I feel that this market will really start to untangle in the fall of 2008. I can just hear the spin next spring from the realtors/nar, they'll be telling us that the spring/summer of 2006 was just what the market needed, it is now more strongly balanced, etc,etc.... If this period is like this year, I think it will be worse, then everybody will get it. There will be no more spin. We are not there yet. Listening to these cheerleaders is like asking a pig if it likes to play in a pile of s*it!!!!!!!!!

Concentrate on saving now. Cash will be king. It may be harder to get a 250k mortgage in 2008 than it was to get a 500k mortgage in 2004. If the market gets hit with foreclosures, the individuals with the cash position will be in a position to benefit by this. In times of chaos and distress enormous opportunities become present. Everybody that is upside down will not be able to participate in this. Sorry I could not be more specific at this time.


BC Bob

8/07/2006 08:21:00 PM  
Blogger grim said...

Those charts aren't from my site, I'm not sure who owns that site..


8/07/2006 08:32:00 PM  
Blogger grim said...

For those interested, we had our best Sunday traffic yet yesterday.

Today is shaping up to be one of our highest traffic Mondays. If the pace doesn't drop off too much before midnight we'll end the day with 6,000-6,500 hits (the number doesn't include hits to the comment pages).

Given those numbers, my best guess puts the daily readership at somewhere between 1,500 and 2,000 people.


8/07/2006 08:44:00 PM  
Anonymous Anonymous said...

Bergen Buyer,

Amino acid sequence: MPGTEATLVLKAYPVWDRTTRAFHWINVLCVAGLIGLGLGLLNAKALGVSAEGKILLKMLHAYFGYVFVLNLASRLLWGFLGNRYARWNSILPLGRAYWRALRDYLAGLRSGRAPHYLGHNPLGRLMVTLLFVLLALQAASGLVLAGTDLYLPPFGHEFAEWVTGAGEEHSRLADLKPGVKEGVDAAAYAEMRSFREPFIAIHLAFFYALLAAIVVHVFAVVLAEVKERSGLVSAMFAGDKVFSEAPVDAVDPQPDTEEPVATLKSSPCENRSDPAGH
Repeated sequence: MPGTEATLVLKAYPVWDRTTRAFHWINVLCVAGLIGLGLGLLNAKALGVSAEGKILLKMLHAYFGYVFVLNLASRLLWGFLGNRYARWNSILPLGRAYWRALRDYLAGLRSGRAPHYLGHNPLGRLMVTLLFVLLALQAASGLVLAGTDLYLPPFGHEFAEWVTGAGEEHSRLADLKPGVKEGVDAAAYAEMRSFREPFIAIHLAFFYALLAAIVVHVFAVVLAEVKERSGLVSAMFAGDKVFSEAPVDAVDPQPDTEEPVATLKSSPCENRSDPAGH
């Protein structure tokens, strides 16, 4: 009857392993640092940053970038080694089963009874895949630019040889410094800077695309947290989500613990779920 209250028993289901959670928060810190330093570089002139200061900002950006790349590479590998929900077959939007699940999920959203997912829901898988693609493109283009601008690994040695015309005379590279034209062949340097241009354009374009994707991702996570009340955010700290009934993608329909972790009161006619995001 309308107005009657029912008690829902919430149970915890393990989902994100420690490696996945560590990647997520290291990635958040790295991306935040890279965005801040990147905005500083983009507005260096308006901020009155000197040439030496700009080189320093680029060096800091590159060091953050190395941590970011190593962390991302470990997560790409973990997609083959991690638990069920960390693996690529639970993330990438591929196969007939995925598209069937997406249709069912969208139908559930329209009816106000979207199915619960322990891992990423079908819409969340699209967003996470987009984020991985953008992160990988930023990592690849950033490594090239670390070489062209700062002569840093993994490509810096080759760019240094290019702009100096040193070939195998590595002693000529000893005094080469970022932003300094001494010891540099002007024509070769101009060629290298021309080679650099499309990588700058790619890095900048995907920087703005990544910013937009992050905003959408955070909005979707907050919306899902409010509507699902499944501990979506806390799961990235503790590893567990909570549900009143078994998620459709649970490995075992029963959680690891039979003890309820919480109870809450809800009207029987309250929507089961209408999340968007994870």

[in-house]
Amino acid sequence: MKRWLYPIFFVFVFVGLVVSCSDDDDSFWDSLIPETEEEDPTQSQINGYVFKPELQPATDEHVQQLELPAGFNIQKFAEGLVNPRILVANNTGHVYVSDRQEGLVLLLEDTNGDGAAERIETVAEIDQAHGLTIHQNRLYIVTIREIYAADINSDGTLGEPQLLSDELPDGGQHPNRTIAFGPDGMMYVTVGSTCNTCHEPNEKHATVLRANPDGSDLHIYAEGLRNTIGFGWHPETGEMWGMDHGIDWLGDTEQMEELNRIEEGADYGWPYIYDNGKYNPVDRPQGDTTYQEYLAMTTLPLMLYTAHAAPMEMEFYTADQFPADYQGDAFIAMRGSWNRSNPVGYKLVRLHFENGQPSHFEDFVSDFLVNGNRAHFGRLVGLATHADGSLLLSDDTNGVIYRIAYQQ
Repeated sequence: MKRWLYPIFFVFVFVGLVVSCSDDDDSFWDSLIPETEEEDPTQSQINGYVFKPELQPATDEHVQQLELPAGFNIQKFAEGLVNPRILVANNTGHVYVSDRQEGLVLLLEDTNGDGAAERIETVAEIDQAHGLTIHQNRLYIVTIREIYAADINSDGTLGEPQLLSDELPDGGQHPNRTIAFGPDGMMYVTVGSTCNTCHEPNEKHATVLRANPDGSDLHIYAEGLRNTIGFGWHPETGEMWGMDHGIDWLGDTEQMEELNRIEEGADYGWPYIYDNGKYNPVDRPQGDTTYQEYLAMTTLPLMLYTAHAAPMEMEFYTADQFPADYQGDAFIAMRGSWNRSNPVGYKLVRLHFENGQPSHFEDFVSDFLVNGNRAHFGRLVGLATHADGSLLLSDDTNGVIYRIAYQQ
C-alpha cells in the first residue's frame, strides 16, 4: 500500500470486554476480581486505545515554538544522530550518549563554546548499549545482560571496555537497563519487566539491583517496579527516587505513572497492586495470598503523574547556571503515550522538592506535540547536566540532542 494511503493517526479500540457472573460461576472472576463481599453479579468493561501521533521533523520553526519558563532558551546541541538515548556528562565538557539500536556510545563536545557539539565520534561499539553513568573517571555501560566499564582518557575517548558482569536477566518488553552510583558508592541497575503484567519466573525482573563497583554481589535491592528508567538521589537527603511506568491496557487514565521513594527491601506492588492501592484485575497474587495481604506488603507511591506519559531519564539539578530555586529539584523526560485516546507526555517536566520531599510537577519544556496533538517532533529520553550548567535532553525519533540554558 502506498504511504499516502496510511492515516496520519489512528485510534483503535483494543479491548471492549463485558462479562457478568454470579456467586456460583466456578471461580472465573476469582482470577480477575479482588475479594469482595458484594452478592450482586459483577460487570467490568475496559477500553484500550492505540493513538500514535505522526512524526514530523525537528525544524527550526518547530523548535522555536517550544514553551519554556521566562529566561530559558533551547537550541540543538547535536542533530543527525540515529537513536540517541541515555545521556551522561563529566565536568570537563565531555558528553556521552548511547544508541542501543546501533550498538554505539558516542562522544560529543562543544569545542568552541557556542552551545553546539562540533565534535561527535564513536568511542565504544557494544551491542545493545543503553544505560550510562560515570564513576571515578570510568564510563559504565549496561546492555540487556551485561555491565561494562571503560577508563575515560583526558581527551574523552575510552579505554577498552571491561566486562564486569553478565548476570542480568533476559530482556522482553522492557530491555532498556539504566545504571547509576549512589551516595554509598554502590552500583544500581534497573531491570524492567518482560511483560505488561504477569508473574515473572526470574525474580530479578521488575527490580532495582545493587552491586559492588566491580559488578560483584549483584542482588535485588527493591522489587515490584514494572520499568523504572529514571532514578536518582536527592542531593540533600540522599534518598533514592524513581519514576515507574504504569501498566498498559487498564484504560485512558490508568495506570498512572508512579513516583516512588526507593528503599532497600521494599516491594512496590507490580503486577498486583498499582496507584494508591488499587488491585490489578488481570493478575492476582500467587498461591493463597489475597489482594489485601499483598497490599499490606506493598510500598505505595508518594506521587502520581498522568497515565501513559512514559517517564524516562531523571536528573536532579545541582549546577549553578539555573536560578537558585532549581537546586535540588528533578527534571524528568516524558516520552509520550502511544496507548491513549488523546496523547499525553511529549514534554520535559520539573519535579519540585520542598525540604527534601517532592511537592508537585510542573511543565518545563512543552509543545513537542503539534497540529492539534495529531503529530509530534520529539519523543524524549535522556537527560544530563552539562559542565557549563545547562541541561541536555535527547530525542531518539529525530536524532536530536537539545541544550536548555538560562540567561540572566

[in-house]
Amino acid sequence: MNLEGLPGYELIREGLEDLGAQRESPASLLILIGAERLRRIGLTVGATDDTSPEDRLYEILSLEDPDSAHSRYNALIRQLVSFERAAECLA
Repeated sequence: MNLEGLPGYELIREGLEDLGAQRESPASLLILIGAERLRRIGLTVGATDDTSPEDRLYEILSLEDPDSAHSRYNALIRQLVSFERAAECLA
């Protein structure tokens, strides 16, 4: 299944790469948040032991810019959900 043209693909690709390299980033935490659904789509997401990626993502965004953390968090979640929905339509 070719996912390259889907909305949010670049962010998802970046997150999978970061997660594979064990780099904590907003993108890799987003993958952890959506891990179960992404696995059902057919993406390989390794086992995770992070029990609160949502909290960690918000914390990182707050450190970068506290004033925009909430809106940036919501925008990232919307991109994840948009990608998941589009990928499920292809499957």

I meant to say fall of 2007. Also, remember you don't have to buy. The sellers are not in that position. You are dealing from a position of strength, let them come to you. If not shake their hand and say good luck. By the way, I called a realtor back in 2003 with a question about a property. He never go back to me at that time. Can you believe he called me this weekend. I told him to call me on Feb 7, 2009. How desperate can he be digging up leads from 2003!!!!!!!

BC Bob

8/07/2006 08:47:00 PM  
Blogger chicagofinance said...

my favorite two

Household debt as a % of GDP

% Foreign Holdings of UST

8/07/2006 08:48:00 PM  
Blogger chicagofinance said...

check out this little sneak "killing the comps" in my building - I am speculating on what happened - don't take my comment as verified fact

8/07/2006 08:52:00 PM  
Anonymous Anonymous said...


Keep a chart of # of hits. You can compare this to a chart of the # of realtors leaving the industry. You'll see a parobolic move up in 2-3 years. You may be able to come up with an unscientific method of measuring extreme market sentiment, kind of like an overbought,oversold indicator. Very useful stuff!!!!!!!

BC Bob

8/07/2006 08:55:00 PM  
Anonymous Anonymous said...

Chicago Finance,

I agree with the % of foreign holders of our treasuries. Everybody is all concerned with whether the fed moves 1/4 or not. To me it is a mute point. The fed only controls the FFR, the market controls the 10 year. When the housing slowdown hits our economy will slow and our dollar will suffer. Foreigners will demand higher rates to compensate for their currency risk. What about the scenario of the fed stopping, our economy slowing and the long end of the yield curve going up?? It will be a double whammy.

BC Bob

8/07/2006 09:07:00 PM  
Blogger Jake said...

Hi all,

I'm Jake of I want to thank you for your interest in the situation, whether you're pro or con me personally, and to answer some of the questions that have been asked here.

I've broken this into sections.

1. The nature of the grievance.